From shattering glass ceilings to shredding keytars, Aziza deftly merged her past, present, and future at BAM Café.
Reinvention is always a risky venture, especially where the careers of recording artists are concerned. How will listeners respond to an act who's drastically changed their style or revamped their image? For Brooklyn-based Aziza, reinvention began with changing her name. During the mid-'70s, the music community knew Aziza as "Linda Williams" when she shattered the glass ceiling and became one of the first female musical directors in the industry. From 1975 through 1980, she was Natalie Cole's MD and released a solo album on Arista called City Living (1979), which included the popular sample "Elevate Our Minds". Two decades later, Linda Williams re-emerged as "Aziza" -- a name she felt better defined her, both personally and creatively.
If Aziza's performance at Brooklyn Academy of Music's BAM Café was any indication, reinvention has only made her artistry flourish. She bathed BAM Café in a post-Valentine's Day glow with "Aziza & Friends: Music from My DNA", a set of original songs that exhibited her range as a singer, songwriter, musician, and band leader. (Aziza's natural camaraderie with her bassist, drummer, percussionist, and two background vocalists easily justified the "Friends" aspect of the show's title.) From the moment Aziza sauntered to the piano before a standing room-only crowd, the bright starbursts of silver light that adorn BAM Café seemed to blink and vibrate stronger than usual. Throughout her 70-minute set, Aziza's heart and soul permeated the piano keys while her stack of blond tresses danced atop her head like a flickering flame.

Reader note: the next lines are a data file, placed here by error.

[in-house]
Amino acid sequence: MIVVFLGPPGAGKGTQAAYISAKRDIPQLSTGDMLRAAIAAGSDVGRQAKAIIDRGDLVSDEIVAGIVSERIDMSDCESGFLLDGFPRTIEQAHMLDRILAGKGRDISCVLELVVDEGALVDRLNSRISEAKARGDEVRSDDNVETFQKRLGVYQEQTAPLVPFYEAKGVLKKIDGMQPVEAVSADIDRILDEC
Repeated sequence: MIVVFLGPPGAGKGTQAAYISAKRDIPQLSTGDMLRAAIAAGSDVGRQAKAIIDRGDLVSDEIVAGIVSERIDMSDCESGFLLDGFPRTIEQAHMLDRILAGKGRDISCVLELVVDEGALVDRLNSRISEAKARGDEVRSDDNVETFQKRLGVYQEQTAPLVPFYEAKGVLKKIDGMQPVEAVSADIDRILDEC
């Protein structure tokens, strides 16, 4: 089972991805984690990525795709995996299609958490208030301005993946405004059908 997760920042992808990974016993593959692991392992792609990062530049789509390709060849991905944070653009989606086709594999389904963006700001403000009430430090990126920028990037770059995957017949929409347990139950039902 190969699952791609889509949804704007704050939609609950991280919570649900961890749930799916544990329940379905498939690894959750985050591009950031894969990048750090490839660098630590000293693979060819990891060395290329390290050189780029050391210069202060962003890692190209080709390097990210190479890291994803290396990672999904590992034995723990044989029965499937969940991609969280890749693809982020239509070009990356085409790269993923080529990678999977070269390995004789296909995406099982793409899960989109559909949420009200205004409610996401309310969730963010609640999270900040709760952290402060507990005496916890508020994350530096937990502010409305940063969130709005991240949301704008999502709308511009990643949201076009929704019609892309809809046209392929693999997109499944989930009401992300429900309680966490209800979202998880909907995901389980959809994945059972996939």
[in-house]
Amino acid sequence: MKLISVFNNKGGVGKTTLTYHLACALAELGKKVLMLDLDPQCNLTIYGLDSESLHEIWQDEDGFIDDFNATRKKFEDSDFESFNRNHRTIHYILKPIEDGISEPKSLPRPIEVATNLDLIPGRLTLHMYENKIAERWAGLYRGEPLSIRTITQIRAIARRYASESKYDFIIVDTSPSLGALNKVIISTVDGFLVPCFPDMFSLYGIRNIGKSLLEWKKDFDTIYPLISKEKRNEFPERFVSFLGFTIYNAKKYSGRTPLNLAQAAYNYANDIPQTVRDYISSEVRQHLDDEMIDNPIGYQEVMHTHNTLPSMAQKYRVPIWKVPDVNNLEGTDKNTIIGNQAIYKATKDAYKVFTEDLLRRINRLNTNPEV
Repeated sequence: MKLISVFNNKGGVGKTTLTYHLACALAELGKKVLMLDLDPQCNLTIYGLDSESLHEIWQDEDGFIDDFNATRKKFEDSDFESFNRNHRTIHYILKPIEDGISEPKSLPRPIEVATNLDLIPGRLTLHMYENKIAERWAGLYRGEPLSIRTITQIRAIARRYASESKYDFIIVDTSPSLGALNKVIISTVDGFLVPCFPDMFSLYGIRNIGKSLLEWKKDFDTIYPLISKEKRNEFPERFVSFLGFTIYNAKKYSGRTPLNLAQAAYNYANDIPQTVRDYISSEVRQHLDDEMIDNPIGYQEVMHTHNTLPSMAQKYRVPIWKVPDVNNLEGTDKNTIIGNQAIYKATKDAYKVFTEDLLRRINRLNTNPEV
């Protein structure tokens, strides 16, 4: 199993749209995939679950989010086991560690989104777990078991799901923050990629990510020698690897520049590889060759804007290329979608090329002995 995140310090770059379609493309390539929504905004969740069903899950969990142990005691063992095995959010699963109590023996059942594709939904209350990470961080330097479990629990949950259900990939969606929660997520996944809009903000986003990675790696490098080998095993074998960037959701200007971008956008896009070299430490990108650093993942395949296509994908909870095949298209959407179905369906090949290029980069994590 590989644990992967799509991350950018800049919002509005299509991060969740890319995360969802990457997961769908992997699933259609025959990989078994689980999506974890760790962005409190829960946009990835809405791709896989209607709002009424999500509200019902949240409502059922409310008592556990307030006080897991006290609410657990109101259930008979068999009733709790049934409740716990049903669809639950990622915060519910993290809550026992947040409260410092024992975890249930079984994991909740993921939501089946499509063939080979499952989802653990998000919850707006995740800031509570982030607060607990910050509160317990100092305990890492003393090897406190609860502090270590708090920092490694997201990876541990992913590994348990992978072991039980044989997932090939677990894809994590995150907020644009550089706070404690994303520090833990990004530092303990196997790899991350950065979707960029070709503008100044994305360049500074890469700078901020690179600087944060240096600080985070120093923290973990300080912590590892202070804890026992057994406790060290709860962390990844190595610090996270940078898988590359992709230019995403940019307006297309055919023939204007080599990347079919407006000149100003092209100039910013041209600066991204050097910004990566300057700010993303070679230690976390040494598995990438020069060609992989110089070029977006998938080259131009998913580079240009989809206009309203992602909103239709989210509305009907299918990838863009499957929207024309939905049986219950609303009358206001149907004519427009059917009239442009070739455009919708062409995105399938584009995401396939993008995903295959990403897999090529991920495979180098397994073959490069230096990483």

Observing the romantic spirit of Valentine's Day, Aziza opened with "Hiz Eyez", a spoken word piece set against a laid back groove. "He makes my butter fly" was just one of many lines that displayed Aziza's clever wordplay. Background vocalists Alfa Anderson and Chanique Rogers joined her on the chorus, testifying how a lover's alluring gaze has a spellbinding, mesmerizing effect. "O.A.P.T." took romantic infatuation even further, with the title's initials spelling out the song's main hook: "Obsessed, Addicted, Possessed, Twisted". Aziza maintained a playful vibe, adding a jazzy interlude that made insatiable desire seem like an adventure in paradise.